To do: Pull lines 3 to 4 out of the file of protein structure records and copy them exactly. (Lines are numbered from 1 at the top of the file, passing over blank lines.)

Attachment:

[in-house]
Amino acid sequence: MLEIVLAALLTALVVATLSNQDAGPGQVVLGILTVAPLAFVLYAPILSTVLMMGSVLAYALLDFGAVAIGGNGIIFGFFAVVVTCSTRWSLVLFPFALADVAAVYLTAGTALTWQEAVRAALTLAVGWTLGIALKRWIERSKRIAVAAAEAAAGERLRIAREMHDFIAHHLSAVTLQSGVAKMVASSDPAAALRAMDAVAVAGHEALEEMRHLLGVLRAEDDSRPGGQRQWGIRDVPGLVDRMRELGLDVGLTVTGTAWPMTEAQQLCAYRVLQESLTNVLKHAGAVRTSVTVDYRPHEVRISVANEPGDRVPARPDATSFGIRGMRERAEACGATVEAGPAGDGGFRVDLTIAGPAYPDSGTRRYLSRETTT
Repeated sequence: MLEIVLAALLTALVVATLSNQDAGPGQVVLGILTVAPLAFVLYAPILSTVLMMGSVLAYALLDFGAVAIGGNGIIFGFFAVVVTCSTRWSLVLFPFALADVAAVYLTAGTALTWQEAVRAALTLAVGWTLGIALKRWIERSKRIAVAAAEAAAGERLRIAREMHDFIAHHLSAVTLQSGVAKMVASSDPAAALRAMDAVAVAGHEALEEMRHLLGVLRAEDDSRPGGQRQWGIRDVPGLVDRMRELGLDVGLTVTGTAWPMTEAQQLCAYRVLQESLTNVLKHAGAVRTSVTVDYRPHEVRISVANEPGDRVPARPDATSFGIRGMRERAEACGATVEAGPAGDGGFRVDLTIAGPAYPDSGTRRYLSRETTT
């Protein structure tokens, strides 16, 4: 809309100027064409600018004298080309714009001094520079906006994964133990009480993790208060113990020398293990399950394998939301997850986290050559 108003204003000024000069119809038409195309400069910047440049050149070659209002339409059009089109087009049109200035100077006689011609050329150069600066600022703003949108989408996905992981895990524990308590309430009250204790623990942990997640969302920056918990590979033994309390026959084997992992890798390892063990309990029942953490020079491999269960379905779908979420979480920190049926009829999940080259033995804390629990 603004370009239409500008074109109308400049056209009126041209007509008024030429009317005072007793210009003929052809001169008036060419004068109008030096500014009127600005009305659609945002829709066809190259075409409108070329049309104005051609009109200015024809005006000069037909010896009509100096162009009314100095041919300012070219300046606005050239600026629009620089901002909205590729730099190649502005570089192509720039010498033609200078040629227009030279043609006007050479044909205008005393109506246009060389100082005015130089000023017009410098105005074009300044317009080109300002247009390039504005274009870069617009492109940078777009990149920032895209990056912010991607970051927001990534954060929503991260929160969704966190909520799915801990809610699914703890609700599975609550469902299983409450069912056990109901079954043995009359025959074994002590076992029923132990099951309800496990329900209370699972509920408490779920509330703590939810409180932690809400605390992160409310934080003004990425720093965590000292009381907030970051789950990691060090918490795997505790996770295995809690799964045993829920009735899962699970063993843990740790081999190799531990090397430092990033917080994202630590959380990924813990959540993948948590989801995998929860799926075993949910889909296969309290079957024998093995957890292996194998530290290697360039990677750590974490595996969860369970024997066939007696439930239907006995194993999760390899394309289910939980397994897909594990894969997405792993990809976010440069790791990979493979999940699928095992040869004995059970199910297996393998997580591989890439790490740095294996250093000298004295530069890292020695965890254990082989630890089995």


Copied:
Repeated sequence: MLEIVLAALLTALVVATLSNQDAGPGQVVLGILTVAPLAFVLYAPILSTVLMMGSVLAYALLDFGAVAIGGNGIIFGFFAVVVTCSTRWSLVLFPFALADVAAVYLTAGTALTWQEAVRAALTLAVGWTLGIALKRWIERSKRIAVAAAEAAAGERLRIAREMHDFIAHHLSAVTLQSGVAKMVASSDPAAALRAMDAVAVAGHEALEEMRHLLGVLRAEDDSRPGGQRQWGIRDVPGLVDRMRELGLDVGLTVTGTAWPMTEAQQLCAYRVLQESLTNVLKHAGAVRTSVTVDYRPHEVRISVANEPGDRVPARPDATSFGIRGMRERAEACGATVEAGPAGDGGFRVDLTIAGPAYPDSGTRRYLSRETTT
């Protein structure tokens, strides 16, 4: 809309100027064409600018004298080309714009001094520079906006994964133990009480993790208060113990020398293990399950394998939301997850986290050559 108003204003000024000069119809038409195309400069910047440049050149070659209002339409059009089109087009049109200035100077006689011609050329150069600066600022703003949108989408996905992981895990524990308590309430009250204790623990942990997640969302920056918990590979033994309390026959084997992992890798390892063990309990029942953490020079491999269960379905779908979420979480920190049926009829999940080259033995804390629990 603004370009239409500008074109109308400049056209009126041209007509008024030429009317005072007793210009003929052809001169008036060419004068109008030096500014009127600005009305659609945002829709066809190259075409409108070329049309104005051609009109200015024809005006000069037909010896009509100096162009009314100095041919300012070219300046606005050239600026629009620089901002909205590729730099190649502005570089192509720039010498033609200078040629227009030279043609006007050479044909205008005393109506246009060389100082005015130089000023017009410098105005074009300044317009080109300002247009390039504005274009870069617009492109940078777009990149920032895209990056912010991607970051927001990534954060929503991260929160969704966190909520799915801990809610699914703890609700599975609550469902299983409450069912056990109901079954043995009359025959074994002590076992029923132990099951309800496990329900209370699972509920408490779920509330703590939810409180932690809400605390992160409310934080003004990425720093965590000292009381907030970051789950990691060090918490795997505790996770295995809690799964045993829920009735899962699970063993843990740790081999190799531990090397430092990033917080994202630590959380990924813990959540993948948590989801995998929860799926075993949910889909296969309290079957024998093995957890292996194998530290290697360039990677750590974490595996969860369970024997066939007696439930239907006995194993999760390899394309289910939980397994897909594990894969997405792993990809976010440069790791990979493979999940699928095992040869004995059970199910297996393998997580591989890439790490740095294996250093000298004295530069890292020695965890254990082989630890089995």